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Ringra Bateta

Ringra Bateta

Ringra Bateta- potato and eggplant in a tomato curry with Indian origins but a signature dish in recipe developer and cookbook author Zaynab Issa’s Tanzanian household.

It’s simply crushed tomatoes layered with spices– cumin, turmeric, garlic, coriander simmered until you’re left with a luscious curry paste to coat tender pieces of potato and eggplant. Every bite is earthy, silky, fragrant.

The curry (which happens to be vegan) is an ode to Zaynab’s East African and Indian background. Zanzibar, an island located off the mainland of Tanzania and Kenya, is where her family is from. This dish is featured in Zaynab’s zine-style cookbook “Let’s Eat” alongside other recipes adapted from her mother and grandmother. The book encourages sharing, bringing us back to the nostalgia of a dinner table where love, good conversation, and homemade food overflow.

“Let’s Eat”  invites readers to interpret the recipes as their own, stating “Think of these recipes as suggestions, sort of like a framework. Swap ingredients, add more, leave it out – do whatever feels good & right.” We couldn’t agree more. 

Serve this dish with a green chutney (another simple recipe from  “Let’s Eat”) and roti, an unleavened wheat flatbread. Tear a piece of roti and use it to grab a bit of the curry, let the flavor unravel in your mouth, enjoy!

P.S. – Perhaps give this recipe a try with Kenyan chapati— name a better duo…

Jikoni Test Kitchen Notes:

  • When the vegetables are pulled from the hot oven you’ll notice their slightly crispy outer layer has puffed up a bit, they’re ready for the tomato curry.
  • Texture check: prick your potatoes with a fork to make sure they are tender enough. You’re looking for an easy bite with enough texture to hold up in the dry curry.
  • This dish makes a dry curry. A dry curry is cooked with little liquid creating a paste where a wet curry is cooked with more liquid creating a gravy.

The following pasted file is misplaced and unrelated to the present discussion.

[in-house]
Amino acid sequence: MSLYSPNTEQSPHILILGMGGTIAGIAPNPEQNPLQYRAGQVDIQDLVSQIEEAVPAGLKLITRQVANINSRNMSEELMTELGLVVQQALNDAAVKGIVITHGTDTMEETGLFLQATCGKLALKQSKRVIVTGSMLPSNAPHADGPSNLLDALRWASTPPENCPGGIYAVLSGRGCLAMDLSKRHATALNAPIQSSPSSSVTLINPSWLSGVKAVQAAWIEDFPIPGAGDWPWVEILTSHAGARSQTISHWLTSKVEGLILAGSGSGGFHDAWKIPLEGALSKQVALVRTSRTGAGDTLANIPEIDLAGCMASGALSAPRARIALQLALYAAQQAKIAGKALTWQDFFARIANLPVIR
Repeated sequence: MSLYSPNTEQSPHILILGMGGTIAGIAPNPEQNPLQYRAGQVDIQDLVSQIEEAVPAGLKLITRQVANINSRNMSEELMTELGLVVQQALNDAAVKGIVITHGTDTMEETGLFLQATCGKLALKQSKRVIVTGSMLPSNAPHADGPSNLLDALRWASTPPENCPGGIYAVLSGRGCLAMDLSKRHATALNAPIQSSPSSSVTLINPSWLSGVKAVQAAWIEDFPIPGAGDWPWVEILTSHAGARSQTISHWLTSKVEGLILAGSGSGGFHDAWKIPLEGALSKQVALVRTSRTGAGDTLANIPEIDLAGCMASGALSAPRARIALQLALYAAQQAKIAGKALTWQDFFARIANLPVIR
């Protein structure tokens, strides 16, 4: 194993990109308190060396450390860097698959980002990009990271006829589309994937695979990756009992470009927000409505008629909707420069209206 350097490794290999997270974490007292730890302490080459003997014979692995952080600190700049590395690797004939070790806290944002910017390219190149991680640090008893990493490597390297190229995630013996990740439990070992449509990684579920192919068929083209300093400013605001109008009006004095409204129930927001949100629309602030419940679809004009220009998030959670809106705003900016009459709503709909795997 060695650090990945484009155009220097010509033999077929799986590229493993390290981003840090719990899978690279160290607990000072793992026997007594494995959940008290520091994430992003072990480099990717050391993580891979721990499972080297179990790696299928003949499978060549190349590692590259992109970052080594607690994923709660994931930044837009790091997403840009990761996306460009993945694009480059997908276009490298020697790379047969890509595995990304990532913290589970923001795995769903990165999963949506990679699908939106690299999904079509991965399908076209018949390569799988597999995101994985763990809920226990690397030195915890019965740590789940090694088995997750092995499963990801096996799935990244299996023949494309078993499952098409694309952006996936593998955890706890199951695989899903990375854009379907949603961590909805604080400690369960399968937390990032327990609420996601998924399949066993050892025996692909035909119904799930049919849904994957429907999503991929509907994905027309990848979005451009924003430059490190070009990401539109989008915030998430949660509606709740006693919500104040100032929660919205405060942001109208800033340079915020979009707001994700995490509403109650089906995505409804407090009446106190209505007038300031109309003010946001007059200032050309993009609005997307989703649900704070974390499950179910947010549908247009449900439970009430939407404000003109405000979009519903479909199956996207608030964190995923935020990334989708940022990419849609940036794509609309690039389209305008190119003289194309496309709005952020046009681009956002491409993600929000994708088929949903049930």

• Bloom your spices! Get your oil just hot enough (not smoking) and add in your spices. Stir frequently to keep the spices from burning which can create a bitter taste. You want to stir until fragrant. This step brightens up your spices and deepens the flavor of your dish.
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Ringra Bateta

  • Author: Zaynab Issa
  • Prep Time: 15 minutes
  • Cook Time: 30 minutes
  • Total Time: 45 minutes
  • Cuisine: East African

Description

Ringra Bateta- an East African dish of potato and eggplant in a vegan tomato curry that is slightly sweet and layered with spices– cumin, turmeric, garlic, coriander.


Ingredients

Scale

5 medium russet potatoes, peeled

2 medium globe eggplants

3 tablespoons olive oil, divided

2 teaspoons kosher salt, divided + more to taste

3 garlic cloves, minced

2 teaspoons ground cumin

2 teaspoons ground coriander

¼ teaspoon ground turmeric

¼ teaspoon Kashmiri red chili powder

1 (14 oz) can crushed tomatoes

1 cup water


Instructions

  1. Preheat oven to 425°F
  2. Begin by preparing the eggplant and potatoes. Cut the eggplant lengthwise and then into ½ inch thick slices. Cut the potatoes in half lengthwise and then into ¼ inch thick slices.
  3. In a large bowl, combine potatoes, eggplant, 1 tablespoon of olive oil, and a ½ teaspoon of the kosher salt. Toss to coat evenly. Arrange the vegetables on a parchment-lined baking sheet, or two, and roast until tender and cooked through, about 30 minutes.
  4. In the meantime, heat the remaining 2 tablespoons of olive oil in a large skillet on medium-high heat. Add garlic, cumin, coriander, turmeric, and chili powder. Stir and cook until fragrant, about 1 minute.
  5. Stir in the crushed tomato, remaining salt, and water. Partially cover the skillet and simmer on medium-low heat for 30 minutes. The majority of the water should have evaporated out and the curry should have become darker in color and thicker in texture.
  6. Once cooked, add the eggplant and the potatoes to the skillet and stir to coat the vegetables in the curry, using additional water as needed.
  7. Serve with roti or naan and green chutney.

In Swahili, Jikoni means kitchen. At our core, that’s what we are. A space to cook, to share, to create.

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